It began with some lighting problems in his Countdown digs, and ended, today, with Keith Olbermann‘s firing by Current TV for what sources close to the situation say is “serial, material breach of contract.”
Olbermann, for his part, says the claims against him by Current are “untrue,” and that he plans to sue. He’s currently engaged in a Twitter tirade against Current executives Joel Hyatt and former VP Al Gore.
Olbermann was fired via a written letter delivered Thursday morning to Nick Khan, agent for Mr. Olbermann, and the source says that the decision “reflected a unanimous agreement amongst the senior management” at Current TV, based on “Mr. Olbermann’s serial, material breach of his contract, including the failure to show up at work (Unauthorized Absences); sabotaging the network (Failure To Promote); and attacking Current and its executives (Disparagement).”
Current executives fired Olbermann because “Mr. Olbermann did not respect the viewers of Current, as he was contractually obligated to do so; and did not support what Current is trying to do when it comes to being a progressive media platform at a time of major corporate consolidation of media properties per his contract,” the source says.
Olbermann released a statement disputing Current’s version of events, but note the parsing:(emphasis mine)
I’d like to apologize to my viewers and my staff for the failure of Current TV.
Editorially, Countdown had never been better. But for more than a year I have been imploring Al Gore and Joel Hyatt to resolve our issues internally, while I’ve been not publicizing my complaints, and keeping the show alive for the sake of its loyal viewers and even more loyal staff. Nevertheless, Mr. Gore and Mr. Hyatt, instead of abiding by their promises and obligations and investing in a quality news program, finally thought it was more economical to try to get out of my contract.
It goes almost without saying that the claims against me implied in Current’s statement are untrue and will be proved so in the legal actions I will be filing against them presently. To understand Mr. Hyatt’s “values of respect, openness, collegiality and loyalty,” I encourage you to read of a previous occasion Mr. Hyatt found himself in court for having unjustly fired an employee. That employee’s name was Clarence B. Cain.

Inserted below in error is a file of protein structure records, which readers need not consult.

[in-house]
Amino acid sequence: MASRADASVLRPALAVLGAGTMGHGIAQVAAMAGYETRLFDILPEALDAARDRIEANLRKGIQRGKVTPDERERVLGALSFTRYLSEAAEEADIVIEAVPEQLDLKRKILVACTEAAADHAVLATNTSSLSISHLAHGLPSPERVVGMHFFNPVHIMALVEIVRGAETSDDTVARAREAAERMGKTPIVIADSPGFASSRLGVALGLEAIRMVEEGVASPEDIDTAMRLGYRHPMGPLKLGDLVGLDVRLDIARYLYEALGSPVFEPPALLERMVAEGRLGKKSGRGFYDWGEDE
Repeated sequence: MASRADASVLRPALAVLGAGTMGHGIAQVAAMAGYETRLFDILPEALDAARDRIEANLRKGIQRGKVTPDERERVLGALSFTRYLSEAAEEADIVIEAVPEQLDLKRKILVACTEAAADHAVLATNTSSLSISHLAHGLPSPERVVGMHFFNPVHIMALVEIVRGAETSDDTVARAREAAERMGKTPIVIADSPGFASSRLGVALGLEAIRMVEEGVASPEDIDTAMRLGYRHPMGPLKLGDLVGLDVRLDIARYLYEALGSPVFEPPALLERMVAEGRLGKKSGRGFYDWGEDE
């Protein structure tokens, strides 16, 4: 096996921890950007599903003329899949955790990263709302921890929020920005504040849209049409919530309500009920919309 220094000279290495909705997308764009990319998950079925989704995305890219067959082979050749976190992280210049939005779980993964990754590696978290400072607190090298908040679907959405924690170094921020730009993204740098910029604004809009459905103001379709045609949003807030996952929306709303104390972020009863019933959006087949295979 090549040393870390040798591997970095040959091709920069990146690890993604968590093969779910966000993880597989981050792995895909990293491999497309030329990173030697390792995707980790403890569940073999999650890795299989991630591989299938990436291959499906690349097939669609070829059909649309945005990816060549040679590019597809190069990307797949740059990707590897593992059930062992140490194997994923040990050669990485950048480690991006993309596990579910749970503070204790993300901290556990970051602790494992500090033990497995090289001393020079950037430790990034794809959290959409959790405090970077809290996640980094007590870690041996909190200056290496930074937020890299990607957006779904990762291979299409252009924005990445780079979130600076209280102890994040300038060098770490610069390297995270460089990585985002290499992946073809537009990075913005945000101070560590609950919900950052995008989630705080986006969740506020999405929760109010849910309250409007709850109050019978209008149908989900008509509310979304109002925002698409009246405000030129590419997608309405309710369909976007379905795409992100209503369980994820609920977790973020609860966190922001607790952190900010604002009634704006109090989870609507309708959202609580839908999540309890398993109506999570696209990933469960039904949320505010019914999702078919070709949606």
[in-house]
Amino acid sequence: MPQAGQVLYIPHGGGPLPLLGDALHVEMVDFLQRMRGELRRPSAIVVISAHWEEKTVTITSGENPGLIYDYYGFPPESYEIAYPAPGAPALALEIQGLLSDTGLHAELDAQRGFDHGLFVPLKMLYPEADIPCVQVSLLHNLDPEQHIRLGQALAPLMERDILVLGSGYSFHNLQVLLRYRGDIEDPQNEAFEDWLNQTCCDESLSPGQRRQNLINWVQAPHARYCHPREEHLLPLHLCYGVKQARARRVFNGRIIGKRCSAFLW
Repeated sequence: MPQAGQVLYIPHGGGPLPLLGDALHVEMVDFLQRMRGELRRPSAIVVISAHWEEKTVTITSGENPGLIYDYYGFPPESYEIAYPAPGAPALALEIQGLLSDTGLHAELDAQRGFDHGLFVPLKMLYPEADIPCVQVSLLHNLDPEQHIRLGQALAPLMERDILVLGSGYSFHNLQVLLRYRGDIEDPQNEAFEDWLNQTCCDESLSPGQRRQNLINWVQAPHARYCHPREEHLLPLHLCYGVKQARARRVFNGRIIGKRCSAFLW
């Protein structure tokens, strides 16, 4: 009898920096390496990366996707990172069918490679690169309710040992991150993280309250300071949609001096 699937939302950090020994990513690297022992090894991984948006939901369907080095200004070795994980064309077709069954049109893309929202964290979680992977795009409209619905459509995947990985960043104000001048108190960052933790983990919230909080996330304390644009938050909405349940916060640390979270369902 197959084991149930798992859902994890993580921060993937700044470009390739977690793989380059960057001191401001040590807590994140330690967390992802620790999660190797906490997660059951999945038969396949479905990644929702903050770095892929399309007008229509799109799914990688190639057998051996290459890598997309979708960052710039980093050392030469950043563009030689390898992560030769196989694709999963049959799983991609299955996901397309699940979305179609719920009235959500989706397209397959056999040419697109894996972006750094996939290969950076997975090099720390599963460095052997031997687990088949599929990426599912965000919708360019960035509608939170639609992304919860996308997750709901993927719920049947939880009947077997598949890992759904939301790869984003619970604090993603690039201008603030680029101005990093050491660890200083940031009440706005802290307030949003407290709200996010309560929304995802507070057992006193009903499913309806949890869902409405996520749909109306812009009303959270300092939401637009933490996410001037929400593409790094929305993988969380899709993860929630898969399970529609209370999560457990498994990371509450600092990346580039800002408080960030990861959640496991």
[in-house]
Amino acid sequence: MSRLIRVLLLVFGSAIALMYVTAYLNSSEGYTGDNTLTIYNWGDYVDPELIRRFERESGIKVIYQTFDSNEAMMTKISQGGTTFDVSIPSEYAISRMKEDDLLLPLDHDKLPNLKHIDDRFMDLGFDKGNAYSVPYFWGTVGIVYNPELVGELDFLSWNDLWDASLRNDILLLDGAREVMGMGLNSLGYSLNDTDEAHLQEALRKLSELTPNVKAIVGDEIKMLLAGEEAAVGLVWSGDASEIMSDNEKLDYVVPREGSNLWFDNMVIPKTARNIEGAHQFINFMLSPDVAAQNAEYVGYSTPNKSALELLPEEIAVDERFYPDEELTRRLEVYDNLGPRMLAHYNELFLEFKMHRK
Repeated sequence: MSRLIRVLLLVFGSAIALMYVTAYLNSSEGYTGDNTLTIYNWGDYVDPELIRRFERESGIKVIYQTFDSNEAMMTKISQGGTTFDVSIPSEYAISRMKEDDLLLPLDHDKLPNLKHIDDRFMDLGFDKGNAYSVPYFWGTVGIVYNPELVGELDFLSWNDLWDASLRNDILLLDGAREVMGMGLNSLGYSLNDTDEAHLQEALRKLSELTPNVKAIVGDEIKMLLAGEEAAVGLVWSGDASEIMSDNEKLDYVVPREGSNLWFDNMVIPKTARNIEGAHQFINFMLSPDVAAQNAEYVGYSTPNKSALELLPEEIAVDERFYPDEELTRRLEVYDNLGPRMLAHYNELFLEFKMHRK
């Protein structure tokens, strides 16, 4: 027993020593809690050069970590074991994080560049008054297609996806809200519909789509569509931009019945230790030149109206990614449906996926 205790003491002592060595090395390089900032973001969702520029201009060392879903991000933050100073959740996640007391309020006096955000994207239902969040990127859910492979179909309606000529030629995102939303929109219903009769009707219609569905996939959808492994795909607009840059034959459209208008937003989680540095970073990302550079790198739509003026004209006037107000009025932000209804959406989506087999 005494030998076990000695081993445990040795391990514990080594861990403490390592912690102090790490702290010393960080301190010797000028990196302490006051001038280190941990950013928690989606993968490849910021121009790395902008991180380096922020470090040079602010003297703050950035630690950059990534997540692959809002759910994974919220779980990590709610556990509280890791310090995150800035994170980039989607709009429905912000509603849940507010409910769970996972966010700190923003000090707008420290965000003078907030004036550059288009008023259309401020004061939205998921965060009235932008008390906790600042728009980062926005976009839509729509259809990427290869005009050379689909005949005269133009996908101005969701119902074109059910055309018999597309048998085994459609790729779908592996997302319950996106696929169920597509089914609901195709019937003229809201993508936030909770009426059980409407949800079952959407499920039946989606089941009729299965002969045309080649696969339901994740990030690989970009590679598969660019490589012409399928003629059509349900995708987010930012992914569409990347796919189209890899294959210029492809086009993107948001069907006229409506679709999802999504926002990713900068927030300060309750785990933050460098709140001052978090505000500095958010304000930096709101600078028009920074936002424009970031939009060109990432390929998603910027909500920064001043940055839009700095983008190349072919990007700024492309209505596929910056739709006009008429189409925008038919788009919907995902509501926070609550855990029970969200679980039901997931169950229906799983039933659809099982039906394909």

In due course, the truth of the ethics of Mr. Gore and Mr. Hyatt will come out. For now, it is important only to again acknowledge that joining them was a sincere and well-intentioned gesture on my part, but in retrospect a foolish one. That lack of judgment is mine and mine alone, and I apologize again for it.
Olbermann may disagree with the way Current has characterized their philosophical differences (disrespecting viewers, for example), but their factual claims about him missing work are pretty tough to argue with. In January and February, he missed 19 out of 41 working days, including the nights of the Iowa Caucus and New Hampshire Primary. At around $50K per show, that’s almost $2 million worth of “bronchitis.”
At least two of those absences appear to have occurred with little or no notice, and according to this source, no authorization. On March 5, Current ran a two-hour version of The War Room with Jennifer Granholm from 8-10 pm, and on March 9, a two-hour episode of The Young Turks. Olbermann’s requests for time off came with insufficient notice to find a replacement.
According to our source, on February 27, after missing almost half of his scheduled shows at that point in 2012, Olbermann asked for a vacation day on March 5, the night before Super Tuesday – one of the most significant news evenings of the entire campaign. Olbermann was told it would be a breach if he took it – and, nonetheless, he took it.
Olbermann’s threat of legal action, especially given the above facts, figures to be posturing similar to previous threats to sue, among others, Tucker Carlson, which never came to fruition.
Since Olbermann’s troubles with the network began to surface late last year, I’ve been in touch with various sources at Current TV, who have all along expressed admiration for Olbermann’s talent, and a desire to accommodate him whenever possible. The attendance hiccups were treated sort as “Keith being Keith.”
As the network’s marquee talent, they seemed to have little choice but to put up with it, but it’s my sense that Olbermann’s growing rebellion, coupled with the network’s increased confidence in the rest of its slate, finally precipitated this action. While Olbermann’s ratings have been, by far, Current’s best, the show has generally not suffered steep declines under guest hosts, and the performance of The Young Turks has been impressive, actually delivering Olbermann a host of new, younger viewers at 8 o’clock. Olbermann’s departure (he’s being replaced by Eliot Spitzer) will certainly mean some major rethinking by the network.
In any case, a tentpole that’s never there can’t hold up much of anything.
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